With at least twice the amount of baby clothing, equipment and supplies, parents of multiples know space is at a premium. Once your babies' goodies have outlived their usefulness, it's time to move it out to make room for the next generation of stuff. While you can always donate items to clear out the clutter, the most you can expect in return is a tax break. To pad your piggy bank, you'll have to sell it.

Multiples Club Sales

Perhaps one of the easiest ways to turn over your excess goodies is through a local multiples club sale. If you can wait for these annual or semi-annual events, you can turn a huge profit, often with minimal outlay of money or effort. The sales draw huge crowds of people in the market for exactly what you're selling. In many cases, the club will take care of donating or disposing of any items that you don't want after the sale concludes.

Some clubs charge a nominal fee to sellers, or require sellers to volunteer at the sale. Be sure to find out how the proceeds of the sale are allocated; you may have to wait a few days to reap the profit from your sold items.

Selling It Yourself

If you can't wait for an organized sale, you can host your own garage or yard sale. It requires some extra time and effort on your part, things that are often in short supply for parents of multiples.

Consider teaming up with neighbors for a community yard sale to share the burden.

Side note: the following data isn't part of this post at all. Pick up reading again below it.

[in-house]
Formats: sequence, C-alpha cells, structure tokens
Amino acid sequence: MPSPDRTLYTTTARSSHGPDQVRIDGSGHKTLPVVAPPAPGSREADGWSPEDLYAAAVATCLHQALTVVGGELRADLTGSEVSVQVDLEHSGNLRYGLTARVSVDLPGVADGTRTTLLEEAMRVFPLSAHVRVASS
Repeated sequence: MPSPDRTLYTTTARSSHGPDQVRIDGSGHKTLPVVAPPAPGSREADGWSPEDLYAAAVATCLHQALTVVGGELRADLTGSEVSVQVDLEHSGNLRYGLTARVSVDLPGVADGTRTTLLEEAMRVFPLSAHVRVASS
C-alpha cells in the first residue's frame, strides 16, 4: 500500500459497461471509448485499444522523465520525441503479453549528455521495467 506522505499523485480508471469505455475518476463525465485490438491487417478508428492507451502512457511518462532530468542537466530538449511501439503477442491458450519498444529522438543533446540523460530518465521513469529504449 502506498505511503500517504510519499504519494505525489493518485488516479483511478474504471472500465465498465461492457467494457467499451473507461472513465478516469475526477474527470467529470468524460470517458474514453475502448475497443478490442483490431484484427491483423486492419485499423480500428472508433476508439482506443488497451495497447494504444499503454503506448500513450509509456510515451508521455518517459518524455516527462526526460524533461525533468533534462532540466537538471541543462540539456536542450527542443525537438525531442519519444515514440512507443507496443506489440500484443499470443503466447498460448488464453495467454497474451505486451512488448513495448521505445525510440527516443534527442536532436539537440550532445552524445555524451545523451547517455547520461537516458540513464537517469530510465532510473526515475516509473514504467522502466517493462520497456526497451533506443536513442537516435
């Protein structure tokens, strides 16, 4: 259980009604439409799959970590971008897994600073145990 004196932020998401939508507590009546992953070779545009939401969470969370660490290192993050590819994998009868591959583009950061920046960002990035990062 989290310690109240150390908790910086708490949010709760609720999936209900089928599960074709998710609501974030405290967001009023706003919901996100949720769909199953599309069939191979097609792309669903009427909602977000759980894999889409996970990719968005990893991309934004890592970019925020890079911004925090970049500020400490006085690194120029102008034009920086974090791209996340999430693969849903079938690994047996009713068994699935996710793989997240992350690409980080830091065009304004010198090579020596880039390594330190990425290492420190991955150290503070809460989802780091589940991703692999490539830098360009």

Larger, more expensive items can often be successfully sold through person-to-person transactions. Check Facebook; many communities have online swaps and sales where you can list items for sale. will also help you reach buyers in your area.

Advertise in the classified section of your local paper or a community "swap sheet." Or, make a card or flyer to display in a high-traffic area where parents congregate. Many community centers have a bulletin board for this purpose.

Consignment Stores

Selling on consignment is a great way to achieve a good return on expensive items, such as fancy clothing or pricey baby equipment. Be aware that the consignment shop will keep a portion of the sales price for their effort. Many shops are picky about what they will accept, choosing only those items that they know will readily sell. Be sure to check store policies; in some cases, the store will pay upfront when they receive your goods, but usually you don't get paid until the stuff sells. Some stores automatically mark down or dispose of items that are left on the shelf after a period of time; check out your options in advance if you want unsold merchandise returned to you.

Tips for Successful Selling:

  • Do: Take the time to spiff up your stuff. Clean and iron clothing or fabric items. Wash or wipe down toys and plastic surfaces. Use child-size hangers to display clothing. The better it looks, the faster it will sell at a good price.
  • Do: Clearly mark items. Use labels to indicate size, price and a description of the item.
  • Do: Price items carefully. Your buyers are looking for bargains. What would sell for $1.00 might get overlooked if priced at $2.00. Ask yourself whether it's worth the extra dollar to take it back home and store it. A good guideline is to price used goods at 1/3 - 1/2 of their original cost. If something is brand new, say so, and leave the tags on.
  • Don't: Give things away if you're not desperate. If you have an item of particularly high quality, seek out alternative ways to sell it. A private sale or consignment will net you more money for heirlooms and expensive goods.

Looking to buy secondhand? Read on for tips for Buying Gently Used Baby Stuff for Multiples.